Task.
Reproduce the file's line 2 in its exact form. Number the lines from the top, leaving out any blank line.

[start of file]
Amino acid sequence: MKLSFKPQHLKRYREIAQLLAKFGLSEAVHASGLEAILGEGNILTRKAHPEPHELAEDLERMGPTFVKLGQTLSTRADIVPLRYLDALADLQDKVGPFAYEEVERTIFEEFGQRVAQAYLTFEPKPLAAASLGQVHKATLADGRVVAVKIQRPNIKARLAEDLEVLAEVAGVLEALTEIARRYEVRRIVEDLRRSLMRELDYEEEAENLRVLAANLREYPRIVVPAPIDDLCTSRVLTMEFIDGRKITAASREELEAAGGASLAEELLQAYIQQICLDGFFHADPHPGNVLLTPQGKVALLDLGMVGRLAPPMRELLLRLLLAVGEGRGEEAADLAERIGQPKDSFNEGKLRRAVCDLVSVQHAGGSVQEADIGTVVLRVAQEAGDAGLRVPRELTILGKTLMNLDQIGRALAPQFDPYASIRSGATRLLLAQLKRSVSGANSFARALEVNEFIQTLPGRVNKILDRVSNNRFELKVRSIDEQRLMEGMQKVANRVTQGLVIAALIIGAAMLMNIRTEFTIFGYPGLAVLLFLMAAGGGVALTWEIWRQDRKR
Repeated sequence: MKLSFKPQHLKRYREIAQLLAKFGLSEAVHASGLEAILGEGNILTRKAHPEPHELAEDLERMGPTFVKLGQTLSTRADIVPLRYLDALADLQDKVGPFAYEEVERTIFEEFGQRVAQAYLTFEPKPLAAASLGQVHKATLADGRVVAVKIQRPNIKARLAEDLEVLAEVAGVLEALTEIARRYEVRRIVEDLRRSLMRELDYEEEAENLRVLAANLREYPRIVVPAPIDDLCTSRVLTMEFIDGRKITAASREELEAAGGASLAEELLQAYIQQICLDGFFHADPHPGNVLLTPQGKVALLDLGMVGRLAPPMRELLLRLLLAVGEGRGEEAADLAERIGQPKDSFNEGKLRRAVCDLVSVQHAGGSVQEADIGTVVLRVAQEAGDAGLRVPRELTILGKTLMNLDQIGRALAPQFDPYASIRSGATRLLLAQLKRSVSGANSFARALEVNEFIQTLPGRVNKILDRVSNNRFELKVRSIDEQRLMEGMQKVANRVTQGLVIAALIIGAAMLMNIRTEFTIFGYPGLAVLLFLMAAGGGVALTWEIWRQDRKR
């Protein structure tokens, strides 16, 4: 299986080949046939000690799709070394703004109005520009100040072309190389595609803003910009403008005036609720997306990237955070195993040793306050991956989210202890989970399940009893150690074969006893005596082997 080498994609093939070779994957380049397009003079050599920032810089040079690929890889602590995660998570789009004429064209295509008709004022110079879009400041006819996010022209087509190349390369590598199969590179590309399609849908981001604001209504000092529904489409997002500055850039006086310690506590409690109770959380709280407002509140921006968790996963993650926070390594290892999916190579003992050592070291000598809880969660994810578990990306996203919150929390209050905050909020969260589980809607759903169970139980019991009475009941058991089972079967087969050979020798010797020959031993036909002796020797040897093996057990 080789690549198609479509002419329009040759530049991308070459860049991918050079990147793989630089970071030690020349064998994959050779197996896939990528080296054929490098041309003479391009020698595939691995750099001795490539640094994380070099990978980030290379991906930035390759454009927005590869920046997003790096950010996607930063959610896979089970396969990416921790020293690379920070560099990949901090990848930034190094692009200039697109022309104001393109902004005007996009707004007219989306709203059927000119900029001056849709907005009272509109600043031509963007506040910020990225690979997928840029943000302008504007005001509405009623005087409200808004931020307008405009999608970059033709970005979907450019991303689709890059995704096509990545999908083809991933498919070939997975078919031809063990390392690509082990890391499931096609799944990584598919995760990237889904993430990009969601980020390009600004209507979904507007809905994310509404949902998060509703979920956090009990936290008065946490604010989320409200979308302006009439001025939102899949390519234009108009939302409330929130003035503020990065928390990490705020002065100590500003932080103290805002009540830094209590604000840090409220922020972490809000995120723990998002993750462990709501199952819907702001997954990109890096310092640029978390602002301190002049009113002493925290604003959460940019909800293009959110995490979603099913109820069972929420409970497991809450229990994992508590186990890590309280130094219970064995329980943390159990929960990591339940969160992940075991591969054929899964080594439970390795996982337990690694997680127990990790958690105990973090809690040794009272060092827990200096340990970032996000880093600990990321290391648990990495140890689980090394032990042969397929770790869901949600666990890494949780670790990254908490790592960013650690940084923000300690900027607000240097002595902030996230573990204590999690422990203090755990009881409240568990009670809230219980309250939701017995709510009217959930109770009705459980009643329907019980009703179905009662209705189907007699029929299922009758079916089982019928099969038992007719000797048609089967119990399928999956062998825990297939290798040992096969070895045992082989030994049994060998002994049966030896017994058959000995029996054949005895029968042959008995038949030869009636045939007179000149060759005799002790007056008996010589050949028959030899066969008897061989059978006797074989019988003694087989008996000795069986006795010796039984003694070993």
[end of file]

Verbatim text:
Repeated sequence: MKLSFKPQHLKRYREIAQLLAKFGLSEAVHASGLEAILGEGNILTRKAHPEPHELAEDLERMGPTFVKLGQTLSTRADIVPLRYLDALADLQDKVGPFAYEEVERTIFEEFGQRVAQAYLTFEPKPLAAASLGQVHKATLADGRVVAVKIQRPNIKARLAEDLEVLAEVAGVLEALTEIARRYEVRRIVEDLRRSLMRELDYEEEAENLRVLAANLREYPRIVVPAPIDDLCTSRVLTMEFIDGRKITAASREELEAAGGASLAEELLQAYIQQICLDGFFHADPHPGNVLLTPQGKVALLDLGMVGRLAPPMRELLLRLLLAVGEGRGEEAADLAERIGQPKDSFNEGKLRRAVCDLVSVQHAGGSVQEADIGTVVLRVAQEAGDAGLRVPRELTILGKTLMNLDQIGRALAPQFDPYASIRSGATRLLLAQLKRSVSGANSFARALEVNEFIQTLPGRVNKILDRVSNNRFELKVRSIDEQRLMEGMQKVANRVTQGLVIAALIIGAAMLMNIRTEFTIFGYPGLAVLLFLMAAGGGVALTWEIWRQDRKR